Report: US at risk of $1.44T infrastructure funding shortfall by 2025
- The American Society of Civil Engineers (ASCE) reported Tuesday that the U.S. will sacrifice 2.5 million jobs and $4 trillion in gross domestic product over the next 10 years if it can’t bridge the $1.44 trillion gap between funding and infrastructure spending needs.
- The U.S. has provided funding for only $1.88 trillion of the necessary $3.32 trillion, and without additional money, the shortfall will grow to $5.18 trillion by 2040, according to the ASCE.
- Surface transportation has the greatest disparity between funding and necessary work, while other areas of infrastructure have seen some relief through investment, the report noted.
The ASCE pointed to high-profile infrastructure failures like the Flint, MI, drinking water debacle, delays at LaGuardia Airport in New York, and a deadly 2007 Minnesota bridge collapse as examples of infrastructure problems that ended up costing more than the upgrades would have. The association also said that because substandard infrastructure has an impact on so many areas of the economy, American families will end up losing $3,400 each year because of it.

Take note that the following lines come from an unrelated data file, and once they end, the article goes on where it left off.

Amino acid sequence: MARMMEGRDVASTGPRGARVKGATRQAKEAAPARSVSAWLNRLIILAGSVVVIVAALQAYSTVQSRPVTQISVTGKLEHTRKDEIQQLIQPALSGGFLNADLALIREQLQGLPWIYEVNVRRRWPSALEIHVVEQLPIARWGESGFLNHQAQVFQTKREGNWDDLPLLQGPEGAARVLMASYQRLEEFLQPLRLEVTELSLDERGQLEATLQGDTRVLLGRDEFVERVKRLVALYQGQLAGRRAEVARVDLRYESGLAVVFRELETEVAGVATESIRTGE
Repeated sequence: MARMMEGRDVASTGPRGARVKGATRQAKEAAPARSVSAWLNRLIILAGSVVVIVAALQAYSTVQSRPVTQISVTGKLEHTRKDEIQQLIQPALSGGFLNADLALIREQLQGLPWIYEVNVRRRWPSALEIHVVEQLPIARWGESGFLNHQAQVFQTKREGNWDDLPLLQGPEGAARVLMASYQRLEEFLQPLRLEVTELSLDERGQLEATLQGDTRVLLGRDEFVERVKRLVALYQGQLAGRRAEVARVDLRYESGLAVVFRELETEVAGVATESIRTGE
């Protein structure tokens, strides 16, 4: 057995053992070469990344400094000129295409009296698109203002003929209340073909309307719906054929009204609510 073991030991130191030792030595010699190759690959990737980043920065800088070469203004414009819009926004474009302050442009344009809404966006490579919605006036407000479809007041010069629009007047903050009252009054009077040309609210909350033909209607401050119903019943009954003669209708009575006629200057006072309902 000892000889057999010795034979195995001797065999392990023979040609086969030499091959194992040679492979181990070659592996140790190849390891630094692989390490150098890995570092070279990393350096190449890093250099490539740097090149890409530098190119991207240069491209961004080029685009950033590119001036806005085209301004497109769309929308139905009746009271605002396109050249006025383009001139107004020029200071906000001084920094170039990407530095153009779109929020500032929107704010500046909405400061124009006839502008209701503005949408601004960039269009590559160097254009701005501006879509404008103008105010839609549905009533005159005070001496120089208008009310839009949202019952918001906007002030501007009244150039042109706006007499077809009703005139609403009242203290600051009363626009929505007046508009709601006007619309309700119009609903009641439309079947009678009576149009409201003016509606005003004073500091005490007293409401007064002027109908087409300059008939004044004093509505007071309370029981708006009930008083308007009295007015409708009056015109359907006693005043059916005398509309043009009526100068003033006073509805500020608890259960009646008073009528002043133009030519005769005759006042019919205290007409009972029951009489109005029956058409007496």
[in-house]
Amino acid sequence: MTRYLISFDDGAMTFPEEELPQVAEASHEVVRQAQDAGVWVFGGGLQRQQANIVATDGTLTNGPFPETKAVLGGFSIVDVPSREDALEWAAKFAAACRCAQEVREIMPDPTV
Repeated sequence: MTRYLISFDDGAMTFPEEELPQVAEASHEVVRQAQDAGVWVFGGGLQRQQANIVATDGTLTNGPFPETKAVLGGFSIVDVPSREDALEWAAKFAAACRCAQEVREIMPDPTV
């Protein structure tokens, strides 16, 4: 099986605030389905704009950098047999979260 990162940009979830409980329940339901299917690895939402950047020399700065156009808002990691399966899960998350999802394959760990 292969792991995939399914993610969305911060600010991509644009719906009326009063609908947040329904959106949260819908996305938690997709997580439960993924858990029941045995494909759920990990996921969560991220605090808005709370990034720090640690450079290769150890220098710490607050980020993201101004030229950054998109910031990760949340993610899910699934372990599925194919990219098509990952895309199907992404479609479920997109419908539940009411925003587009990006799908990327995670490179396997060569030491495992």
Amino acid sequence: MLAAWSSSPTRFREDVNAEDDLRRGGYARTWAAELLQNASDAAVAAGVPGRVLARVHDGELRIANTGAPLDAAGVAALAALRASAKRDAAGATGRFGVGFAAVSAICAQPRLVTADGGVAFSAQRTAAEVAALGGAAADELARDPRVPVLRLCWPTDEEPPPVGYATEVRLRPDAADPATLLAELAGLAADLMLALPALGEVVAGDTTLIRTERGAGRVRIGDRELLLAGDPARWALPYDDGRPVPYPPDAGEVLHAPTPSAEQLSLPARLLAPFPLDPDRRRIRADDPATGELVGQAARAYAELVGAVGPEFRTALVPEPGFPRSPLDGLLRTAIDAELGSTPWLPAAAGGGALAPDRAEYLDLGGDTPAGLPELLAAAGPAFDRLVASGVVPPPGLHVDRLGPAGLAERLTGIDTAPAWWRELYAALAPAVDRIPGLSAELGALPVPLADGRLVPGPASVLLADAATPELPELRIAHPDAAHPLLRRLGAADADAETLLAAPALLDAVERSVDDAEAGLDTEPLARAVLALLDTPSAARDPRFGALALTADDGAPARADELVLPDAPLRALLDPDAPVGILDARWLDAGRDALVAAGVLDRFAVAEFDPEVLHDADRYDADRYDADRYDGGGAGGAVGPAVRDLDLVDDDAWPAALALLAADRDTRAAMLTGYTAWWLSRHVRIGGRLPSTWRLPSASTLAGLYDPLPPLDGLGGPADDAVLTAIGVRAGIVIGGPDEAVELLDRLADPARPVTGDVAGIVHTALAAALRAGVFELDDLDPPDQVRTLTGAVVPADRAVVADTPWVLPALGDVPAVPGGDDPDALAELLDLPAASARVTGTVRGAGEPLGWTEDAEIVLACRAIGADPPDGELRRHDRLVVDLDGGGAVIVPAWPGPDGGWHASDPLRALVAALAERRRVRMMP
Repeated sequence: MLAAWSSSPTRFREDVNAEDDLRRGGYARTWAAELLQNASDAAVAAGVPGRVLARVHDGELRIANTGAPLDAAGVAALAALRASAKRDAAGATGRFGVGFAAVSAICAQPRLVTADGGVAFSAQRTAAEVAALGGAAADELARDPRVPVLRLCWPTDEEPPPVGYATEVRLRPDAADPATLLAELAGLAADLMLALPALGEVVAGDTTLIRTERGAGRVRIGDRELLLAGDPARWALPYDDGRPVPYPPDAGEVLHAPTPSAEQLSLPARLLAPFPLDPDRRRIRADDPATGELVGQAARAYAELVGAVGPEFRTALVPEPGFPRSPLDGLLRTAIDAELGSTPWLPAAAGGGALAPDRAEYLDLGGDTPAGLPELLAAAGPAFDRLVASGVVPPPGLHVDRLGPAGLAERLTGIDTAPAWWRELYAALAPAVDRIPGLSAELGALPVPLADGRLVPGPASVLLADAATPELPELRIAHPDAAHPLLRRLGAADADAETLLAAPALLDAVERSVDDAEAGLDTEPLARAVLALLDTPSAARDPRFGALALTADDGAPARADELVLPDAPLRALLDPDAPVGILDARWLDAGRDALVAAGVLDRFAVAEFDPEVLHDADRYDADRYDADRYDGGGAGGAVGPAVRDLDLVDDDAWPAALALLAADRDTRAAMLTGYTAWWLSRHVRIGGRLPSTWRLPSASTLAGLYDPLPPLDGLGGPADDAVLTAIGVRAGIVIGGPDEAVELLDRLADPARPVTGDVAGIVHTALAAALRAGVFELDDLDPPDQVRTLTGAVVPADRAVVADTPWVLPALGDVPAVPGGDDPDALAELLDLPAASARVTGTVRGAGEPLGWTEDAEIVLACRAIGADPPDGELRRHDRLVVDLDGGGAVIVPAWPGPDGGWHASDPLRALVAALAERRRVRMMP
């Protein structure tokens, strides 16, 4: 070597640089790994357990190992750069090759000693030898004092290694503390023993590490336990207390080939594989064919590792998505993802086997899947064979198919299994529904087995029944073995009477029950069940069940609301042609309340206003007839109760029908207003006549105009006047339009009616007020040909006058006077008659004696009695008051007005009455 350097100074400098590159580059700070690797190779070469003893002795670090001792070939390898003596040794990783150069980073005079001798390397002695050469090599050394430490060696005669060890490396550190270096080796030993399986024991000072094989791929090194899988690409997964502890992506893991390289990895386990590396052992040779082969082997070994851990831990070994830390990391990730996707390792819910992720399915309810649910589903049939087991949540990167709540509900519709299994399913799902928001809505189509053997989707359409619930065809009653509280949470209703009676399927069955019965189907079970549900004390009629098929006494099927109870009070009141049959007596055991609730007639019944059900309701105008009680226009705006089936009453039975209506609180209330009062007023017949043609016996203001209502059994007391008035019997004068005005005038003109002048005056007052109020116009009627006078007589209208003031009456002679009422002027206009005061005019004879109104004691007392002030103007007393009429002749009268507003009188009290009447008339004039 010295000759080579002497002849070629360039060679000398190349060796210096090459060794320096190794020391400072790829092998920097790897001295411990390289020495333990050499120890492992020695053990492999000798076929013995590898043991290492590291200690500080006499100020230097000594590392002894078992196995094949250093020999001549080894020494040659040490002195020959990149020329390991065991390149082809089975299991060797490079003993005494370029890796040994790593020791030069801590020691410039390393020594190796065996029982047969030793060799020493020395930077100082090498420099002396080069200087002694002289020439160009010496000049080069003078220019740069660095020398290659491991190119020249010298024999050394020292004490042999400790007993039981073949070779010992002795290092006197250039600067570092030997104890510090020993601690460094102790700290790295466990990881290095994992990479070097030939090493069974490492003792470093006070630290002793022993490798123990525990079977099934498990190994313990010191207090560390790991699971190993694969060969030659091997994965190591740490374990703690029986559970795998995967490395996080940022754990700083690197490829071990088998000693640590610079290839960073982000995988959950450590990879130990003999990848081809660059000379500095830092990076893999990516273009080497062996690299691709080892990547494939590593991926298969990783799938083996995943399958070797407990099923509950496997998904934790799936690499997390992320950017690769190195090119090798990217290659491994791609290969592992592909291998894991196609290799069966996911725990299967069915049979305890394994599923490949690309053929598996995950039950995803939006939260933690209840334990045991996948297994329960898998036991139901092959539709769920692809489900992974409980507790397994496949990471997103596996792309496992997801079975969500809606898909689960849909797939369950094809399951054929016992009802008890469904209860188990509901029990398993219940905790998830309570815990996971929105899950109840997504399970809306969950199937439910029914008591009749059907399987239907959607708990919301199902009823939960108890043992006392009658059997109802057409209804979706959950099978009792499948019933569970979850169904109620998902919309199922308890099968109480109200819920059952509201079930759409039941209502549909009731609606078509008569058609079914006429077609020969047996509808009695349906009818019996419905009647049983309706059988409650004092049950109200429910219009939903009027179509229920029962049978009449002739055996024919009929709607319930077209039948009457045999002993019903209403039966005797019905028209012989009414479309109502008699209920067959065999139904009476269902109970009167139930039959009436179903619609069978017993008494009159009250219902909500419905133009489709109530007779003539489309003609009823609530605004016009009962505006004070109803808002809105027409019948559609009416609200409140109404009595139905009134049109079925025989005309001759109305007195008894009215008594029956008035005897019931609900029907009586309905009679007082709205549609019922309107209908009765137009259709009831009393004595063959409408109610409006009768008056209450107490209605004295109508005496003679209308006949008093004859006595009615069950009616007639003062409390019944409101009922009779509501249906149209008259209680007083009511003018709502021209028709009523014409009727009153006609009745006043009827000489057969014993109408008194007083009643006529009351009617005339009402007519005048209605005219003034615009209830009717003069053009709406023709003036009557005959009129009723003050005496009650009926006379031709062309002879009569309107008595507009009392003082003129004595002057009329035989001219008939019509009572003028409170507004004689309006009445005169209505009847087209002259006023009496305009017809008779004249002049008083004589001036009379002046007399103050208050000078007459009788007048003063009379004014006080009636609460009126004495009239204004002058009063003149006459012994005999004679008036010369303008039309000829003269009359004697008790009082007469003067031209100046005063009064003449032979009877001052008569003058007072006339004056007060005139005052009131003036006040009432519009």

The funding of necessary infrastructure projects has been an ongoing debate in the U.S., with the discussion hitting a peak during the Congress' effort to pass a long-term highway-funding bill late last year. During the height of negotiations, Brendan Bechtel penned an op-ed piece for USA Today in which he begged Congress to appropriately fund infrastructure in the U.S. Aside from referring to the nation's roads, highways and bridges as a "crumbling, unsafe, environmentally unfriendly, productivity-choking system several generations old," he suggested public-private partnerships (P3) as a possible solution.
As a result of inadequate funding, states are always clamoring for much-needed federal dollars and coming up with various alternative methods to meet their needs. Some states like New York are pursuing P3s as a way to involve the private sector in operations as well as financing. Other states like California rely on gas taxes. Indiana recently approved a spending bill that incorporates many funding avenues. However, all of these states have been forced to pick and choose which projects will be awarded their limited funds.
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